V. Islam’s Horses of the Desert
The 5th Installment The Horse in Human History Blog Series
In 331 BC, of course, Alexander daringly overthrew Achaemenid might; notwithstanding, hostilities between Greece and Persia were to rage on for many more centuries. To the south, with successful domestication of the dromedary, the Arabs commanded the strategic overland trade routes between the Indian ocean and the Mediterranean. During the seventh century AD, Byzantine and Sasanian imperial policies vied to gain control of this lucrative Arabian trade. But in the southern deserts, there arose a new religion led by the prophet Muhammad, which afforded Arabs a means to transcend tribal loyalties and to successfully challenge the predatory empires to their north.
In this confrontation, the Arabian horse, more gracile and long-limbed than its steppe counterpart, everywhere was the preferred steed in armed hostilities. While fighting with lance from camelback was practiced, it was not the easiest mode of combat, since the camel was notoriously unresponsive to rider command. Also, even at a gallop, the dromedary could never deliver the momentum and impact of the cavalry charge. Thus, in the waterless desert, the dromedary came to fulfill the important function of supporting the war horse, which to conserve energy during travel was tied to the cinch of the camel’s saddle and mounted only at time of attack. The Arab’s camel transported containers of water for horse consumption. It also provided as much as 10 kg of milk per day for horse nourishment en route. Additionally in time of dire emergency by initially withholding water, Arabs would force the thirsty camels to drink copious amounts then tie the camels’ mouths to prevent their chewing cud and contaminating water in the stomach. Thus, when traveling distances over arid territory, each day a specific number of camels would be slaughtered, their stomachs slit to provide water to the men and horses.
In their early wars, the Arabs soon gained advantage over the enemy through the superior mobility afforded by dromedary support of the horse. Accustomed to the meager diet of Bedouin existence, without supply train they traversed barren and inhospitable lands, traveling at night with the bright light of the desert stars. By using the desert for passage, raiding base, and refuge, they were able to cover long distances rapidly and to concentrate their forces at the point of greatest danger. Their central stratagem was to mount surprise attacks across desert borders. In situations of adversity they could retreat back into the desert, without fear of Byzantine or Persian pursuit, to await a more favorable opportunity to rally. With these tactics, their rear and lines of communication were safe from enemy interference and their dispatch of reinforcements was free of hazard.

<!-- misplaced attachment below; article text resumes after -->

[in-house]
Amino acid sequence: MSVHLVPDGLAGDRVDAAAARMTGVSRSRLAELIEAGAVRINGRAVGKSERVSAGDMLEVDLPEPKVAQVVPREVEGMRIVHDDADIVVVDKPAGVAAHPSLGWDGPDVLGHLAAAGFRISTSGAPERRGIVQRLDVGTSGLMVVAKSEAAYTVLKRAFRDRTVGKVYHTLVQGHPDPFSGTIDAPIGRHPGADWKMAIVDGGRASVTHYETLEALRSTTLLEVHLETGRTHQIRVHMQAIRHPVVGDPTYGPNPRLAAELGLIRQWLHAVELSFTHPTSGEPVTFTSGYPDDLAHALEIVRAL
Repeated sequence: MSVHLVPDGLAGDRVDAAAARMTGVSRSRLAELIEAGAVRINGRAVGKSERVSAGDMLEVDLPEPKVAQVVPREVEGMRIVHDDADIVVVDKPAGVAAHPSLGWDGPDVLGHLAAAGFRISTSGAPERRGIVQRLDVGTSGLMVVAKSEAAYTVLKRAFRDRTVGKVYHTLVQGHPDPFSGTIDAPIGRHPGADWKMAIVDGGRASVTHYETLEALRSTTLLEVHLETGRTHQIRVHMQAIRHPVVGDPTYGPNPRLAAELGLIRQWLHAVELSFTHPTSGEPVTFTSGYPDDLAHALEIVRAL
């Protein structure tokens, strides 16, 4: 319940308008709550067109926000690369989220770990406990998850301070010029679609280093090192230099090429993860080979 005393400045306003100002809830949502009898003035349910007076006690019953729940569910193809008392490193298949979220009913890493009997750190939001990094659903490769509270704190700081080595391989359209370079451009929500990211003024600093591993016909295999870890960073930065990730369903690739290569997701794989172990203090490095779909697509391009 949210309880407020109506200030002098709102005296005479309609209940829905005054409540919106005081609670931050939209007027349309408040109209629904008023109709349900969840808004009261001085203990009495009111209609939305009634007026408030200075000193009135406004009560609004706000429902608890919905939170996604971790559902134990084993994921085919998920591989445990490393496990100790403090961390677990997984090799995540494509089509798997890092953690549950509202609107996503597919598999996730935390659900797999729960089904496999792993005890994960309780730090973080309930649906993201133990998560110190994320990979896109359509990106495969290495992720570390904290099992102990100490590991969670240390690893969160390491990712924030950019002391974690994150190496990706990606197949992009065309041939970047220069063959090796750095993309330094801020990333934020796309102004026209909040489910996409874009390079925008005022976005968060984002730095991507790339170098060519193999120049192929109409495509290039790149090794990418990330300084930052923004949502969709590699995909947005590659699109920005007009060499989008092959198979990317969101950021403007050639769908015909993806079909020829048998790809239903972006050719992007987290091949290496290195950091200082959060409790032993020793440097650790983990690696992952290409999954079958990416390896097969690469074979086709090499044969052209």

Moving across Asia, Islam extended southeast to the Sind on the lower Indus and northeast to Samarkand. Moving across North Africa, Arab cavalries first reached the Atlantic, then engulfed Visigothic Spain, penetrating as far north as Poitiers, where blocked by the Frankish resistance of Charles Martel in 733 they retreated to south of the Pyrenees. Enjoying greater fortune in the east, in 751 the Arabs crushed the Tang army at the battle of Talas, expelling the Chinese permanently from Central Asia, although not before seizing Tang captives expert in paper manufacture. This marvelous new material speedily diffused westward with revolutionary economic and cultural ramifications. The Arabs also appropriated wootz steel, initially developed by Indians of Hyderabad, to produce the fearsome swords arming Muslim warriors in their conquests. But by far the most extraordinary advance encountered by Muslims was the zero which, first conceptualized by Hindu scholars, facilitated complex computations and greatly stimulated the growth of mathematics. Arab equestrians transmitted the zero west to North Africa, whence it spread across Italy to Europe.
These inventions ushered in the great age of Islamic learning. Employing Arabic as the universal language of communication, philosophers and scientists from the borders of China to the Atlantic pursued knowledge in diverse disciplines and engaged in an exchange of ideas unprecedented in earlier civilizations. Everywhere there was high mobility and efficient communication. Horse-sped, scientific knowledge diffused rapidly over large segments of the educated elites, across different regions of the Islamic world and beyond – as Jewish, and Christian scholars translated Arabic works into Latin.
But rebellions were simmering on the fringes of empire. From the deserts of North Africa, the Berber Almoravids invaded Spain to inflict cruel victories on Christian knights battling to regain their homeland. And in the east, Turkic nomads infiltrated from the steppes to undermine the Abbasid caliphate in Baghdad and to threaten Constantinople in the west.
Pita Kelekna is author of The Horse in Human History, coming later this Spring